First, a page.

I-a Our contributions
Conceptually, the “iterative decoding” technique we use is not new. Similar ideas have been used in various settings in, for instance [Spi:95, Pri:11, GooM:11, KudP:10]. However, to the best of our knowledge, no prior work has the same performance as our work – namely – information-theoretically order-optimal number of measurements, bits in those measurements, and time-complexity, for the problem of reconstructing a sparse signal (or sparse signal with a noisy tail and noisy measurements) via linear measurements (along with the database query property).The key to this performance is our novel design of “sparse random” linear measurements, as described in Section LABEL:sec:noiseless.
To summarize, the desirable properties of SHO-FA are that with high probability777For most of the properties, we show that this probability is at least , though we explicitly prove only .:
Number of measurements: For every -sparse , with high probability over , linear measurements suffice to reconstruct . This is information-theoretically order-optimal.
Number of measurement bits: The total number of bits in required to reconstruct to a relative error of is . This is information-theoretically order-optimal for any (for any ).
Decoding time-complexity: The total number of arithmetic operations required is . This is information-theoretically order-optimal.
“Database-type queries”: With constant probability any single “database-type query” can be answered in constant time. That is, the value of a single component of can be reconstructed in constant time with constant probability. 888The constant can be made arbitrarily close to zero, at the cost of a multiplicative factor in the number of measurements required. In fact, if we allow the number of measurements to scale as , we can support any number of database queries, each in constant time, with probability of every one being answered correctly at with probability at least .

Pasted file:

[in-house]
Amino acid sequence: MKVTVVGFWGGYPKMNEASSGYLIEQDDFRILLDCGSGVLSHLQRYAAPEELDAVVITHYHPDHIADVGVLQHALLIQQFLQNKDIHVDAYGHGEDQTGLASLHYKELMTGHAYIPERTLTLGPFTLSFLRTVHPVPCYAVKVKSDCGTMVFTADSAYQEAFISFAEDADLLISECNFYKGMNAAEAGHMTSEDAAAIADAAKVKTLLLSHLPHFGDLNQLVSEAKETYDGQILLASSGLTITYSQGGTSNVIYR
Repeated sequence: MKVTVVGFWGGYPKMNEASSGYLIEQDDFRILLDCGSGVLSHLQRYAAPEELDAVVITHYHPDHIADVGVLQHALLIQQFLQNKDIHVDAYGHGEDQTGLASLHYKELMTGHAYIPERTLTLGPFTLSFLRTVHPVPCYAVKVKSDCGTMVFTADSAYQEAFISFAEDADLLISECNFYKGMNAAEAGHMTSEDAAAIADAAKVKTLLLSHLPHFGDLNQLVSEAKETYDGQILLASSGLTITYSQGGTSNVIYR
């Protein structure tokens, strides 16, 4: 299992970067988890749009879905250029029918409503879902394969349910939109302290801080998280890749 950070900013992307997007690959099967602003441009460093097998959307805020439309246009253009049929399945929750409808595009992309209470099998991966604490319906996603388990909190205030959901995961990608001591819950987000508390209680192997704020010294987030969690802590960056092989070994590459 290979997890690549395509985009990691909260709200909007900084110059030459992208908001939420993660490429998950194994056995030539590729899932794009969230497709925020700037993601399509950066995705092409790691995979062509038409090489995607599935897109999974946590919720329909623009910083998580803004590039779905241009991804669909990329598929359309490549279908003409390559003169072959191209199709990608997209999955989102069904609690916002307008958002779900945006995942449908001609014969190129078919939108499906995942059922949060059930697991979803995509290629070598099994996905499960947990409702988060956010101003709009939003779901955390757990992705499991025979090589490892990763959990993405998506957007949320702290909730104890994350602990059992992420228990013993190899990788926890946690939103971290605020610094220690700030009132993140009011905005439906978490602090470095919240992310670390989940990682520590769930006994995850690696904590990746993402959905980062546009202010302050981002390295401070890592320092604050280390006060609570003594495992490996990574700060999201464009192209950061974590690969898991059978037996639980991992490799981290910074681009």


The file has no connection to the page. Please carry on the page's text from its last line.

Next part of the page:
Encoding/update complexity: The computational complexity of generating from and is , and if changes to some in locations, the computational complexity of updating to is . Both of these are information-theoretically order-optimal.
Noise: Suppose and have i.i.d. components999Even if the statistical distribution of the components of and are not i.i.d. Gaussian, statements with a similar flavor can be made. For instance, pertaining to the effect of the distribution of , it turns out that our analysis is sensitive only on the distribution of the sum of components of , rather then the components themselves. Hence, for example, if the components of are i.i.d. non-Gaussian, it turns out that via the Berry-Esseen theorem [BerE] one can derive similar results to the ones derived in this work. In another direction, if the components of are not i.i.d. but do satisfy some “regularity constraints”, then using Bernstein’s inequality [Bernstein] one can again derive analogous results. However, these arguments are more sensitive and outside the scope of this paper, where the focus is on simpler models. drawn respectively from and . For every and for for any , a modified version of SHO-FA (SHO-FA-NO) that with high probability reconstructs with an estimation error of 101010As noted in Footnote 4, this reconstruction guarantee implies the weaker reconstruction guarantee .
Practicality: As validated by simulations (shown in Appendix LABEL:app:sim), most of the constant factors involved above are not large.
Different bases: As is common in the compressive sensing literature, our techniques generalize directly to the setting wherein is sparse in an alternative basis (say, for example, in a wavelet basis).
Universality: While we present a specific ensemble of matrices over which SHO-FA operates, we argue that in fact similar algorithms work over fairly general ensembles of “sparse random matrices” (see Section LABEL:sec:shofaint), and further that such matrices can occur in applications, for instance in wireless MIMO systems [Guo:10] (Figure LABEL:fig:base_station gives such an example) and Network Tomography [XuMT:11].
|Reference||Reconstruction||# Measurements||# Decoding steps||Precision|
|Wu-Verdú ’10 [WuV:10]||R||R||R||Exact||–|
|Donoho et al. [DonJM:11]||R||R||R||Exact||o(1)||–|
|Cohen et al. [CohDD:09]||D||D||D||–||–|
|Ba et al. [BaIPW:10]||D/R||D||D||–|
|Ba et al. [BaIPW:10]||R||D||R|
|Baraniuk et al. [BarDDW:08]|
|Indyk et al. [IndR:08]||D||D||D||D||–|
|Akçakaya et al. [AkcT:08]||R||D||R||–|
|Sup. Rec.||Cond. on|
|Wu-Verdú ’11 [WuV:11]||R||R||R||R||–|
|Wainwright [Wai:09]||D||R||Sup. Rec.||–||–|
|Fletcher et al. [FleRG:09]||D||R||Sup. Rec.||–||–|
|Aeron et al. [AerSM:10]||D||R||Sup. Rec.||–|
|Jacques et al. [JacLBB:11]||R||D||sgn||1|
|Sarvotham et al. [SarBB:06]||R||D||Exact||–|
|Gilbert et al. [GilSTV06]||R||P.L.||P.L.||0||–|
|This work/Pawar et al. [PawR:12]||R||D||Exact|